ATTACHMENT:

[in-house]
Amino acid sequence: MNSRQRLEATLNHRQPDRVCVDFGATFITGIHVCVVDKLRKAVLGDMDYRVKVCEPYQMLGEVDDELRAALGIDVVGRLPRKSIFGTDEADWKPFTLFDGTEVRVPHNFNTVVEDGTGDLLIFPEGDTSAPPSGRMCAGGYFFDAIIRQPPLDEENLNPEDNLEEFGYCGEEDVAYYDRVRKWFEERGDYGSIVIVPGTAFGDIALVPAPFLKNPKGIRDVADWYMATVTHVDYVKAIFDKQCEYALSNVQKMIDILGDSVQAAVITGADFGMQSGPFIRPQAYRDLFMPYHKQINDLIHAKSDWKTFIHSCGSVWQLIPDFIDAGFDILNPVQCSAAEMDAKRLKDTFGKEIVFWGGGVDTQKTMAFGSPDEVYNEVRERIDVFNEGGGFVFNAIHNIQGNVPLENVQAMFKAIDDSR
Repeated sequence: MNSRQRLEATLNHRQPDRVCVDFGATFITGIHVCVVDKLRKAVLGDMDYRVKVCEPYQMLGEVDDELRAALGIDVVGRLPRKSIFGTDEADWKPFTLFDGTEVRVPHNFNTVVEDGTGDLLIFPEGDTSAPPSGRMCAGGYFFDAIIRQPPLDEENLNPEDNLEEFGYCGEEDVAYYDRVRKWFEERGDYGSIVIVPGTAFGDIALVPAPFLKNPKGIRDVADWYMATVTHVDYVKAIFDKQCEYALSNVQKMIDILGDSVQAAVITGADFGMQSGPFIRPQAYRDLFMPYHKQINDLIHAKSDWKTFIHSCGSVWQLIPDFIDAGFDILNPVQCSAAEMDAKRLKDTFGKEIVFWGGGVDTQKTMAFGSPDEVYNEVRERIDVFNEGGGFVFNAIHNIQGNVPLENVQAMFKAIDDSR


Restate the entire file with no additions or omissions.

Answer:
[in-house]
Amino acid sequence: MNSRQRLEATLNHRQPDRVCVDFGATFITGIHVCVVDKLRKAVLGDMDYRVKVCEPYQMLGEVDDELRAALGIDVVGRLPRKSIFGTDEADWKPFTLFDGTEVRVPHNFNTVVEDGTGDLLIFPEGDTSAPPSGRMCAGGYFFDAIIRQPPLDEENLNPEDNLEEFGYCGEEDVAYYDRVRKWFEERGDYGSIVIVPGTAFGDIALVPAPFLKNPKGIRDVADWYMATVTHVDYVKAIFDKQCEYALSNVQKMIDILGDSVQAAVITGADFGMQSGPFIRPQAYRDLFMPYHKQINDLIHAKSDWKTFIHSCGSVWQLIPDFIDAGFDILNPVQCSAAEMDAKRLKDTFGKEIVFWGGGVDTQKTMAFGSPDEVYNEVRERIDVFNEGGGFVFNAIHNIQGNVPLENVQAMFKAIDDSR
Repeated sequence: MNSRQRLEATLNHRQPDRVCVDFGATFITGIHVCVVDKLRKAVLGDMDYRVKVCEPYQMLGEVDDELRAALGIDVVGRLPRKSIFGTDEADWKPFTLFDGTEVRVPHNFNTVVEDGTGDLLIFPEGDTSAPPSGRMCAGGYFFDAIIRQPPLDEENLNPEDNLEEFGYCGEEDVAYYDRVRKWFEERGDYGSIVIVPGTAFGDIALVPAPFLKNPKGIRDVADWYMATVTHVDYVKAIFDKQCEYALSNVQKMIDILGDSVQAAVITGADFGMQSGPFIRPQAYRDLFMPYHKQINDLIHAKSDWKTFIHSCGSVWQLIPDFIDAGFDILNPVQCSAAEMDAKRLKDTFGKEIVFWGGGVDTQKTMAFGSPDEVYNEVRERIDVFNEGGGFVFNAIHNIQGNVPLENVQAMFKAIDDSR